I’ve taken a lot of UK breaks over the years so I wanted to share what I think are the best places to visit in the UK. This was hard to narrow down to just a top 5 rural UK breaks as I could easily do a top 10. I will be writing a top UK city breaks post as well. So this is focusing on the more rural places that I love. Right from the top of the country all the way to the bottom.
Isle of Skye
I was tempted to just put Scotland as a whole but if I had to choose just one place it would be the Isle of Skye. In fact, if I had to choose one place in all of the UK it would be Isle of Skye. We’ve visited around 4 times, a couple of times just for a day and a couple of times we’ve spent a week there. There’s something so magical about the island. From the otherworldly landscapes to the friendly locals, it’s just a great place to be. It’s also not such a small island that you’ll run out of things to do. There are countless walks and hikes. As well as attractions like Talisker Distillery, fantastic independent shops and of course the castles!
With it being the only Scottish Isle with a bridge, it’s also the easiest to get to. If you don’t want to drive around the Highlands then the easiest way to get around would be by using a tour company. You can take a minibus tour to Skye from Inverness, Glasgow and Edinburgh. Probably a couple of other places as well.
Have a read of my posts below to see what I think are the best places on the Isle of Skye.
I’ve only visited the Lake District a couple of times but it really is lovely. Full of quaint little towns that are surrounded by mountains and lakes, it’s completely idyllic. There are definitely more tourist attractions to visit than in Skye. This comes in handy if the weather isn’t very good. Which of course in Britain is fairly likely. The world’s first pencil museum can be found in Keswick and the World of Beatrix Potter in Windermere.
There are a lot of beautiful hikes in the Lake District. I really enjoyed the Honister Pass Slate Mine trail. It’s a relatively easy walk so I’d definitely recommend it. There’s also Helvellyn mountain which was named Britain’s Best Walk in 2018.
There are many historic sites to see as well. Wray Castle was one that I enjoyed, even we could only go in the grounds as the castle was closed for the season. There’s a little greenhouse that makes for some cute photos. If you’re interested in Roman ruins then there are quite a few around, like Hardknott Roman Fort, and they’re all free to visit.
You might want to read: 3 Must-See Places in the Lake District
Living in Wales, I’ve visited Pembrokeshire a fair few times. I still find something new to see every time I go there. There are lots of beautiful beaches and most of them aren’t so overrun with tourists that you can’t move. It’s quite easy to find a secluded beach even on a sunny summer’s day if you know where to look. Coastal highlights include the Green Bridge of Wales, Blue Lagoon and the village of Porthgain.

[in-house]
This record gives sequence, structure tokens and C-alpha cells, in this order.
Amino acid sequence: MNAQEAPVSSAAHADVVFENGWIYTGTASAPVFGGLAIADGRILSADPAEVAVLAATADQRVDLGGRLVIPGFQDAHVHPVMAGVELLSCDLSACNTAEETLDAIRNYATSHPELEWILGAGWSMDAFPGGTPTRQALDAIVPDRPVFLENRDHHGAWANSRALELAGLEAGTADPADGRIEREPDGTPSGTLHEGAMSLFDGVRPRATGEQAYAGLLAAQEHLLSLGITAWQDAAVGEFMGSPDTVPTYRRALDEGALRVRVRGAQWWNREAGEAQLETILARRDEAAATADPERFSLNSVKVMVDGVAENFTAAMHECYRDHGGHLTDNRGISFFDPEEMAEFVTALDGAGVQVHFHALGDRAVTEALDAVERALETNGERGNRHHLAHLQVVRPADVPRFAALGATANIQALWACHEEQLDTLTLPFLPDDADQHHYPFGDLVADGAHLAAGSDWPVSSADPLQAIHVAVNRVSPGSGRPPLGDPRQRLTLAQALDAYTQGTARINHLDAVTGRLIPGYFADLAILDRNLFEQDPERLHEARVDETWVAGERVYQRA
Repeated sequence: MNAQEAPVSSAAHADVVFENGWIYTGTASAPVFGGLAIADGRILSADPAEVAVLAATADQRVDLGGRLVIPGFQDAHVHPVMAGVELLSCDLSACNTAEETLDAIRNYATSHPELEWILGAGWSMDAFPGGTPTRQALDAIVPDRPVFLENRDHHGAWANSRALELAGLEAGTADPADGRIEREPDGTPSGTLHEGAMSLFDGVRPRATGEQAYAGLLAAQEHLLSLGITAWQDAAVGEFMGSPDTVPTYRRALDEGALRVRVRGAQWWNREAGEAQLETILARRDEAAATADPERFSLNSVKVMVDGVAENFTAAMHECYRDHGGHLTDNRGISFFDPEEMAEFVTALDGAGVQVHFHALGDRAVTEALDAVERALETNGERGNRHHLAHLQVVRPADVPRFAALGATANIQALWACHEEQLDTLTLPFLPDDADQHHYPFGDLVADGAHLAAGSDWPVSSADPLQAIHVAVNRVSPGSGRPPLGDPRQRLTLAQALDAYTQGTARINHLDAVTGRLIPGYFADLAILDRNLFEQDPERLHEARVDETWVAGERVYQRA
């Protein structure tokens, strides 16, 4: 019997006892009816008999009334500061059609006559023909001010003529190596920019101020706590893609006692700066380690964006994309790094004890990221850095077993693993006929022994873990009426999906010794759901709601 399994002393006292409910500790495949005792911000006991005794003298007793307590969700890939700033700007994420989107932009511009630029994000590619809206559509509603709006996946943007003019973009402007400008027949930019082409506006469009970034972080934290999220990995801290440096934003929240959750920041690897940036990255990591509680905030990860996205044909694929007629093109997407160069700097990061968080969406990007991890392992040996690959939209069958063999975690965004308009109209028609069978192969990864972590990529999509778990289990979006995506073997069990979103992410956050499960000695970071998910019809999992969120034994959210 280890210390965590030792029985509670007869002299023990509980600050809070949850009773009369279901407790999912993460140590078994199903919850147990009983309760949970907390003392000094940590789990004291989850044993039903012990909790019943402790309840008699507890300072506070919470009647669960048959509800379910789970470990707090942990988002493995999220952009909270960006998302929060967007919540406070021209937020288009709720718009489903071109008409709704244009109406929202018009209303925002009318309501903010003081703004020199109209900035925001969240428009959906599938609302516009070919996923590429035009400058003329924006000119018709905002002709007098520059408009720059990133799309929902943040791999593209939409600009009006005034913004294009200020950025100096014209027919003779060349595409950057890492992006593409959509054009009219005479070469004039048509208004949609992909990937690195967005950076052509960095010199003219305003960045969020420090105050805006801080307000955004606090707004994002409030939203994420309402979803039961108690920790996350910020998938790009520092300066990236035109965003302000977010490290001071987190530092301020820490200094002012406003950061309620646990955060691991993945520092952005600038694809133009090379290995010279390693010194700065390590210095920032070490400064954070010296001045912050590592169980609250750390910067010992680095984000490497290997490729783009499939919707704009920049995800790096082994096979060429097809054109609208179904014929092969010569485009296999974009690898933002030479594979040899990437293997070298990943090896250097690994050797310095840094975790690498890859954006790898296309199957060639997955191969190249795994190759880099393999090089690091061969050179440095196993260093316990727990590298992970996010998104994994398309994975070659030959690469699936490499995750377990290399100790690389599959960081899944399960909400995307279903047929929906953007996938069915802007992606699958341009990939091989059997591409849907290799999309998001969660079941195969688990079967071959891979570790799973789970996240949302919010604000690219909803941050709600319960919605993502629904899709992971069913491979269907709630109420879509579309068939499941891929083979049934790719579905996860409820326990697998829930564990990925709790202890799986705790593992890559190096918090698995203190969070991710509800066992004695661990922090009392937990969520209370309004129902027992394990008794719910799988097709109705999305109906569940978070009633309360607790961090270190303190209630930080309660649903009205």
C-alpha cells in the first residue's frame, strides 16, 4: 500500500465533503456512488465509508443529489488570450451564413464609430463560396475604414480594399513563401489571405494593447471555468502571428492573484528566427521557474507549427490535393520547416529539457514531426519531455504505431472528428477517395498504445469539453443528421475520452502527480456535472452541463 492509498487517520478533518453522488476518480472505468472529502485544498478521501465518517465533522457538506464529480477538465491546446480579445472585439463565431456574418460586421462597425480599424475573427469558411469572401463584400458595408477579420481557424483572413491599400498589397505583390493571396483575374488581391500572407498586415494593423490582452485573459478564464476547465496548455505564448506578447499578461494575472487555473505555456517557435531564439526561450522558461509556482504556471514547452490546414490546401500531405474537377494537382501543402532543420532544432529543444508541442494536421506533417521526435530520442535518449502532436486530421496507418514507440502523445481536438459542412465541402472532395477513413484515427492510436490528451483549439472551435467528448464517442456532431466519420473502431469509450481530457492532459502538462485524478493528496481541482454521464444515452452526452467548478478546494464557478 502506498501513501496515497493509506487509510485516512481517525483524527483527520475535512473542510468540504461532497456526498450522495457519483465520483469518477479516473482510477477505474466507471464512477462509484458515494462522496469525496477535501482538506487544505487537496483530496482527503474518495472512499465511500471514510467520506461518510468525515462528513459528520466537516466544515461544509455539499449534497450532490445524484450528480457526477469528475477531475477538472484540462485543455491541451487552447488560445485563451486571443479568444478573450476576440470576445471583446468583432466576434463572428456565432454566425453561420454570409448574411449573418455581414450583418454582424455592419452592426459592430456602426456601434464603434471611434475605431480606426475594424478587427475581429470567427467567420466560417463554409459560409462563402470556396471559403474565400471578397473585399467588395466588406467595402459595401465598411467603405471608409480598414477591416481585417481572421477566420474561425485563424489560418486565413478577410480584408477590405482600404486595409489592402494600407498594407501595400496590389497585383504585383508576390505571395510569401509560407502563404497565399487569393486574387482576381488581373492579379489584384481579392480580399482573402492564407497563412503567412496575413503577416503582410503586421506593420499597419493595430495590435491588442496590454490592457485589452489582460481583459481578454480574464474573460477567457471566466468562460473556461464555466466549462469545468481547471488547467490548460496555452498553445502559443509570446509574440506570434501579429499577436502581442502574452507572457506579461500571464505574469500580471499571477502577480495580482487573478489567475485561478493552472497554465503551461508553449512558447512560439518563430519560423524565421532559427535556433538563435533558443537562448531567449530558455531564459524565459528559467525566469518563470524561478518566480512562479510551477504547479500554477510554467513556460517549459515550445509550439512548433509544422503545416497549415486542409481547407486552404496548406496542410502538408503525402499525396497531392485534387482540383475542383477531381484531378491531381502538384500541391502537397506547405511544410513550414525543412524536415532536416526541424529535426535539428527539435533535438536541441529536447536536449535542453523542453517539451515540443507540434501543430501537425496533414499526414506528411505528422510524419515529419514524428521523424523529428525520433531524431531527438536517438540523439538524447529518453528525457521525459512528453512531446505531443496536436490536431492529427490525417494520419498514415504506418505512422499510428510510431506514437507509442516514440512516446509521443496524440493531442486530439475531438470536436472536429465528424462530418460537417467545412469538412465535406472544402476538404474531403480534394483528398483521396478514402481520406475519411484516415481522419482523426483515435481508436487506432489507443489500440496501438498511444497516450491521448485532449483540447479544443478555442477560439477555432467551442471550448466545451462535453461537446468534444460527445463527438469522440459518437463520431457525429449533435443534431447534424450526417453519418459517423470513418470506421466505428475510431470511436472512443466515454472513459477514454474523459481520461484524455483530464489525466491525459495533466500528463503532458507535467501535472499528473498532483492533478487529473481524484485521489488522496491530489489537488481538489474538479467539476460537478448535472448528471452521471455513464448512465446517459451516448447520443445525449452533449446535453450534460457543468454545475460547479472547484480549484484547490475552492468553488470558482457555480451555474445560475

If you’re looking for a bit more entertainment, there’s Oakwood Theme Park and Folly Farm to enjoy. I went on many school trips to Oakwood and always had a great time. Tenby is one of the most popular places, the lovely little seaside town has some great chip shops and ice cream parlours. You can also take a boat trip to Caldey Island to see the monastery.
If you’re looking for something to do on a rainy day, you can try the other Blue Lagoon. The indoor water park at Bluestone Resort. I always love visiting Laugharne where Dylan Thomas’ boat house is. There’s a tea room too so you can stop to enjoy the views over the estuary.
And of course, being Wales, there are plenty of castles to peruse. Pembroke castle was the birthplace of Henry VII and is home to Britain’s largest piece of artwork, the Great Map of Wales, which is larger than two tennis courts.
The Jurassic Coast has some amazing spots to visit. It does get busy with tourists here but it’s easy to see why. If beaches and expansive white cliffs aren’t your thing then the New Forest is close by and well worth a visit. My favourite spots on the south coast are Old Harry Rocks, Portland Bill, and Dancing Ledge.
There are a whole variety of things to do on the Jurassic Coast. From watching a film on the side of a castle to kayaking and fossil hunting. The Jurassic Coast has an amazing geological history. Many fossils and dinosaur remains have been found along the coast. It’s also the inspiration of many of Enid Blyton’s locations.
You might want to read: What I wore on the South Coast (more posts coming soon)
Another one for beach lovers, I think most people know about the beauty of Cornwall. From Lands End up to Tintagel (and beyond) there’s so much to see and do. We stayed in St. Ives which was gorgeous. The town has everything you would need with plenty of shops to browse in the day time and bars and restaurants for the evening. The Tate was closed for refurbishment when we visited but I hear it’s worth a visit.
The Lizard Heritage Coast had my favourite spots including Kynance Cove. Of course, Land’s End is worth a visit just to say you’ve been to the most southerly point of mainland UK. The Eden Project is probably the biggest attraction but I wish we had visited the Lost Gardens of Heligan instead to be honest. Just another reason to visit Cornwall again, right?
Below is the Minack Theatre which was one of my favourite visits on our trip. The sea mist causing a haze over the theatre made it even more magical. It’s the only open-air theatre that I’ve seen but I imagine they don’t all come with a beautiful seascape as the backdrop.
Where are your favourite places in the UK? Let me know where I should visit next!